TransDeath

Programmed Cell Death Across the Eukaryotic Kingdoms

EU 6th Framework STREP

Research group of Adi Kimchi

DAP genes in mammalian apoptosis and cancer

 

 

 

Fig.: ER stress induces autophagy and caspase activation in the same cell  

The Kimchi laboratory identified a set of novel cell death promoting genes using a technical knockout approach by library antisense expression in mammalian cell cultures combined with positive growth selection. This identified the so called DAP (Death-Associated Protein) genes, one of which, DAP Ser/Thr kinase, served as a starting point for the discovery of a novel family of death-inducing kinases. This work provided a significant addition to the available molecules that regulate PCD. Current research directions include: 1). Deciphering the biochemical function of the DAPs. 2). Studying their mode of activation during apoptosis. 3) Coupling their mode(s) of action to a precise subcellular event during PCD. 4) Determining the functional position of DAP genes with respect to each other and with to other apoptotic genes such as caspases, Bcl2 family members, etc. 5) Studying the outcome of DAP-deficiency in animal model systems. 6) Studying the possible link of DAP genes to cancer in light of the concept that disruption of apoptotic checkpoint(s) is part of the multi-stage process of tumor development.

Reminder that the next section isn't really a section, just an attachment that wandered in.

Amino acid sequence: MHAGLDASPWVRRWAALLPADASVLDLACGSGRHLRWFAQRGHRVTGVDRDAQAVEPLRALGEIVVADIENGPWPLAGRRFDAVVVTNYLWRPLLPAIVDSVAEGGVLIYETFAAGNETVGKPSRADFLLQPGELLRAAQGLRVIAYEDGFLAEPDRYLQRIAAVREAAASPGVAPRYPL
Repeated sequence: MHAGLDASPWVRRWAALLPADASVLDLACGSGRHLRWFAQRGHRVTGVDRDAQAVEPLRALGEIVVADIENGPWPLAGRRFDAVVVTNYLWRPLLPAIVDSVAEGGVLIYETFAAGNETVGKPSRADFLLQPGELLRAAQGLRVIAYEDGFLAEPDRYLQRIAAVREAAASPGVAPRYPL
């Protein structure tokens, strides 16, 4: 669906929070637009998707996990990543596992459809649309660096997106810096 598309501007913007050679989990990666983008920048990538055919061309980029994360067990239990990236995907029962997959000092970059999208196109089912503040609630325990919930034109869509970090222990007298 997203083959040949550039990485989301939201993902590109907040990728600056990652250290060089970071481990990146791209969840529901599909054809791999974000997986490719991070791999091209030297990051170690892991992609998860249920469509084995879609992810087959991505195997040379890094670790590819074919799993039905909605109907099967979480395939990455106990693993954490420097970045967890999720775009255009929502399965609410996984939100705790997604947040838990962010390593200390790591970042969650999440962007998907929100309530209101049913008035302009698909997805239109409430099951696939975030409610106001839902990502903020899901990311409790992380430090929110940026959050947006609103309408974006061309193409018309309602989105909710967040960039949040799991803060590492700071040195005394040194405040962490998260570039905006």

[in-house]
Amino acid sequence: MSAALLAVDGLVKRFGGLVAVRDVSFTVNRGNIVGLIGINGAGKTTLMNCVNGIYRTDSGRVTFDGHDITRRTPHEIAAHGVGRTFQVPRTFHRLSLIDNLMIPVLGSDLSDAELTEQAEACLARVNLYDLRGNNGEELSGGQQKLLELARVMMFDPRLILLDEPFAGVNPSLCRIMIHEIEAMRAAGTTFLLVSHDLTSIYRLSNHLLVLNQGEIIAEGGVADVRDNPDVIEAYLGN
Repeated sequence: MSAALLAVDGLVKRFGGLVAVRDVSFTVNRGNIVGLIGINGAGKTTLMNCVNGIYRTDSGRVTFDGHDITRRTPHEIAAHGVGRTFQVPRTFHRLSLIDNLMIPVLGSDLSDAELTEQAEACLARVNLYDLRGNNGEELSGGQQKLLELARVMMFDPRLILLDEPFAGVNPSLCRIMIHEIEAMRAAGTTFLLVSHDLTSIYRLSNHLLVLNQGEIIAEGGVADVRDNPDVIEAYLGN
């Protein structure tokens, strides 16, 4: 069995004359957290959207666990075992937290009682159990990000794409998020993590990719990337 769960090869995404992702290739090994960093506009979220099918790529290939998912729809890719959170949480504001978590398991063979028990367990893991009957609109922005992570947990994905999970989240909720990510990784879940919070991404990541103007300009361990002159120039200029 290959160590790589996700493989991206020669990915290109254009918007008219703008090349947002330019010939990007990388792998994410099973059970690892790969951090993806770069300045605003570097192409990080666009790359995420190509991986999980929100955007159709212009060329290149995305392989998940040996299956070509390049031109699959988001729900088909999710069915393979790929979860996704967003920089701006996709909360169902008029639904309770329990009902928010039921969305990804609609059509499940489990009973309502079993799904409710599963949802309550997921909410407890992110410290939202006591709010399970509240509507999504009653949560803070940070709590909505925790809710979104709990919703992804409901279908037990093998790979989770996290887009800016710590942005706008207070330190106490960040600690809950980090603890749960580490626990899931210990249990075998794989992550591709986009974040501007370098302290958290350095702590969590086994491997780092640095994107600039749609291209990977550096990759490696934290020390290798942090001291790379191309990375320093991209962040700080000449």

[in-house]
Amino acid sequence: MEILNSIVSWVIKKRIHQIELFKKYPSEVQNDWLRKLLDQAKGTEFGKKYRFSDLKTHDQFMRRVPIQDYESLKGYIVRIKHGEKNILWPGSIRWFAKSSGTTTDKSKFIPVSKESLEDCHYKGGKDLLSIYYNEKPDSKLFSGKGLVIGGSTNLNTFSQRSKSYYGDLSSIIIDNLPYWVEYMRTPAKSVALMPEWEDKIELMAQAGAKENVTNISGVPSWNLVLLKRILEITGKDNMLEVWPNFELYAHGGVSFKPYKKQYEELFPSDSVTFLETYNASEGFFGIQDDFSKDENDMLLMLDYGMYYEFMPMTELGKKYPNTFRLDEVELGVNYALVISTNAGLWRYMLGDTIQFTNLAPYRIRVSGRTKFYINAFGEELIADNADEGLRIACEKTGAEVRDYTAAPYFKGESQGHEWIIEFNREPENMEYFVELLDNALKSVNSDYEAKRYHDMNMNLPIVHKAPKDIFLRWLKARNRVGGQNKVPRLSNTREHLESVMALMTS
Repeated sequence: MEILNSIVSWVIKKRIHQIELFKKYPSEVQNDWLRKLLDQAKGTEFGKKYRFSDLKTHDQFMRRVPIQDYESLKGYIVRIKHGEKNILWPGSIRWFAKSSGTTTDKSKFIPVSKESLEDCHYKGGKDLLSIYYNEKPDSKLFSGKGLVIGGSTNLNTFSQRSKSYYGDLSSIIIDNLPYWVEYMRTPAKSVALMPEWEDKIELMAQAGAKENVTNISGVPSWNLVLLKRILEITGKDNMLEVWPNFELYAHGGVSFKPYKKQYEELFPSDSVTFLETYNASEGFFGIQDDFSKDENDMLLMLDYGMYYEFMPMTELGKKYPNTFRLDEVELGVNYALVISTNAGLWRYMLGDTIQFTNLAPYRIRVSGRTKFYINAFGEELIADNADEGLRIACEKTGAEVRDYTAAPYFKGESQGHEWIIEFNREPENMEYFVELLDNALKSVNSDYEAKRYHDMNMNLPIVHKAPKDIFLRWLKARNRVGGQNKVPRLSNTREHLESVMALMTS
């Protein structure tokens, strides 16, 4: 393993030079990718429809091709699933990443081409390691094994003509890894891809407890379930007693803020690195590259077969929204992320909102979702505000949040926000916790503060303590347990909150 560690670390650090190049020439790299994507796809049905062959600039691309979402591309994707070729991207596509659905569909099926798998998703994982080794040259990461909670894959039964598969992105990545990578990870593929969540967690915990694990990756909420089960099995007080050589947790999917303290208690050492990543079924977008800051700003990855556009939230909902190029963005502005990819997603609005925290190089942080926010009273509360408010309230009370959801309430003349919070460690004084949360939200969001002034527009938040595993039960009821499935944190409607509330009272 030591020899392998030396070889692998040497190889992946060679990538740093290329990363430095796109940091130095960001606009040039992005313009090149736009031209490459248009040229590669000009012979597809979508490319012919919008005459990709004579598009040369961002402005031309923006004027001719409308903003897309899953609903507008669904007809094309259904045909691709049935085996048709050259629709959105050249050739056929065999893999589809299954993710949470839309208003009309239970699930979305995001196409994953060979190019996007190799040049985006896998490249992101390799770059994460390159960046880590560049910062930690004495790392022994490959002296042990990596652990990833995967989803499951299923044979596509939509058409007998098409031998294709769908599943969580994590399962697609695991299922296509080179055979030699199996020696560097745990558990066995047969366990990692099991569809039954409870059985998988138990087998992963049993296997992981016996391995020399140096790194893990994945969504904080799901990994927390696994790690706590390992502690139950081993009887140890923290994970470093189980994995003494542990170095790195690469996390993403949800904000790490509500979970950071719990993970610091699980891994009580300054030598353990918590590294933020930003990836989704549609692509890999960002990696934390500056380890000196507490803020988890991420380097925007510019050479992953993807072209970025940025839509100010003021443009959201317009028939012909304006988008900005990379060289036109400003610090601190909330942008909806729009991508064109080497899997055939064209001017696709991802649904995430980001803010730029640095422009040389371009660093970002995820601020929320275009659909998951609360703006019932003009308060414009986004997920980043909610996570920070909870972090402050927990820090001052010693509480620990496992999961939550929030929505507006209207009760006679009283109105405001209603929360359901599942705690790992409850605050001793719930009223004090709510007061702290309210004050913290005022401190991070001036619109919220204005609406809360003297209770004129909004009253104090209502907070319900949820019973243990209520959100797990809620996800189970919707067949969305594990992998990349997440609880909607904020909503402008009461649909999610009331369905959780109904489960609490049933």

Relevant References

1) Henis-Korenblit et al. (2002) The caspase-cleaved DAP5 protein supports internal ribosome entry site-mediated translation of death proteins. Proc Natl Acad Sci USA 99, 5400-05
2) Kimchi (2001) A cell death-promoting kinase. Nature Struct Biol. 8, 824-6
3) Raveh et al., (2001) DAP kinase activates a p19ARF/p53-mediated apoptotic checkpoint to suppress oncogenic transformation. Nature Cell Biol 3, 1-7
4) Shani et al., (2001) Autophosphorylation restrains the apoptotic activity of DRP-1 kinase by controlling dimerization and calmodulin binding. EMBOJ 20,1099-113
5) Inbal et al., (2002) DAP kinase and DRP-1 mediate membrane blebbing and the formation of autophagic vesicles during programmed cell death.  J Cell Biol.  157 455-68

 

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